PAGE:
Pre-vet college student Meg Tallmadge comes home to southern Wyoming in May 1999 like she has every summer since she started school to help her father Stan run the family ranch. He’s managed to get the Los Angeles Times to send a reporter out to do a story on the Diamond Rock, which doubles as a dude ranch. Meg knows the ranch needs all the publicity it can get to bring in more customers, but she’s not looking forward to babysitting a reporter for a week. When the originally scheduled reporter can’t make it, Meg worries that they won’t get a story at all, which is worse than dealing with a city slicker for a few days. Fortunately for Stan and the ranch, the Times finds a replacement, and Meg prepares to be under scrutiny, under the gun, and the perfect hostess. She knows what this opportunity means to her father, and she’s hoping that if it goes well, it’ll ease some of the tension between them as a result of her coming out a few months earlier. What she’s not prepared for — and never expected — is the reporter herself and the effect she has on her.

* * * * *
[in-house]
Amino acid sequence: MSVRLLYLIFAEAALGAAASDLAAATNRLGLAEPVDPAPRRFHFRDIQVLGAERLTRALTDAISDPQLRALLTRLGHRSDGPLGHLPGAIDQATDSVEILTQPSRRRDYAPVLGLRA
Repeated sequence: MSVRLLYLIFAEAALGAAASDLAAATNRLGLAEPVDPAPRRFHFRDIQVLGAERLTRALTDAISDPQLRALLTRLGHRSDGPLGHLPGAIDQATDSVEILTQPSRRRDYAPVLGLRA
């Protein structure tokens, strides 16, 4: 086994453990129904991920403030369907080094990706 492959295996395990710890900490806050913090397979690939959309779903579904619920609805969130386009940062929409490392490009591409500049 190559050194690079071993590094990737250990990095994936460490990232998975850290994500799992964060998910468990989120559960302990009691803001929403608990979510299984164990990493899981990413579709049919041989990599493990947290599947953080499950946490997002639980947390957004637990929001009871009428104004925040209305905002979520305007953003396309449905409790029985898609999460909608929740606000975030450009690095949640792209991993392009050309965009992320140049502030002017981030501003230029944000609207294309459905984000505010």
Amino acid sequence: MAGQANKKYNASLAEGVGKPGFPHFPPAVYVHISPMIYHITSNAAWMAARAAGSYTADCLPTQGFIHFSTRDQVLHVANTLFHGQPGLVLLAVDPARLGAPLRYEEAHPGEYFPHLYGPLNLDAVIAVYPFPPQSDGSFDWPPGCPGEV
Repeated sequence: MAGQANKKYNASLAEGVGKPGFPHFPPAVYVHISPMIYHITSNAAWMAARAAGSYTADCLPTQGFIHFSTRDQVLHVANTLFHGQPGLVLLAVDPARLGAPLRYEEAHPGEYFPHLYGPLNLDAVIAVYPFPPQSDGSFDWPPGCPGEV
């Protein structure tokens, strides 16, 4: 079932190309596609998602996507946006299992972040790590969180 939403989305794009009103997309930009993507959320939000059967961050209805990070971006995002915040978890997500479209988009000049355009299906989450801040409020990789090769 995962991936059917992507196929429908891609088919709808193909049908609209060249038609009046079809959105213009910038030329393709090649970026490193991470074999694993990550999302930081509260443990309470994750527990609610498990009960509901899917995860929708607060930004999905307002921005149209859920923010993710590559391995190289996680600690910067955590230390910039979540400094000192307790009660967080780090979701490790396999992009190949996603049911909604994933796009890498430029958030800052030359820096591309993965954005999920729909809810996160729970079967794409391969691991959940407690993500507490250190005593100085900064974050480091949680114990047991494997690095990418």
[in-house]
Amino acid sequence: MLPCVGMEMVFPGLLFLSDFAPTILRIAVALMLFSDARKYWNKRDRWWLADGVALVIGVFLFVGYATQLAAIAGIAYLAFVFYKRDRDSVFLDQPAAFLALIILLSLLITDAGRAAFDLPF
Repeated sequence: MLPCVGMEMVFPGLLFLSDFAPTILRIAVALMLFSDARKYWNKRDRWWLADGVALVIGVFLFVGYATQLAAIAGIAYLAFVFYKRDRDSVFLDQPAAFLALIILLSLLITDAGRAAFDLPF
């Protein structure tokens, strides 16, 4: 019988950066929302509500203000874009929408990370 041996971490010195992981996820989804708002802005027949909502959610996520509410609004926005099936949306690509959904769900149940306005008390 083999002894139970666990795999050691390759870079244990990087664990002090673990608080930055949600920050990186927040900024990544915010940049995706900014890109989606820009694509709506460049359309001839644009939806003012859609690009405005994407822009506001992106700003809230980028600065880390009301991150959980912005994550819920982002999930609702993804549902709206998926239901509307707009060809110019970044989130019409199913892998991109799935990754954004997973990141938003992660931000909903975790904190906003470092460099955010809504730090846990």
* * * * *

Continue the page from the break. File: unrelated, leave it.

In spite of what she feels, Meg can’t risk the fallout that could result from overstepping a professional boundary. But as the week draws to a close, she learns that not taking a chance becomes the biggest risk of all.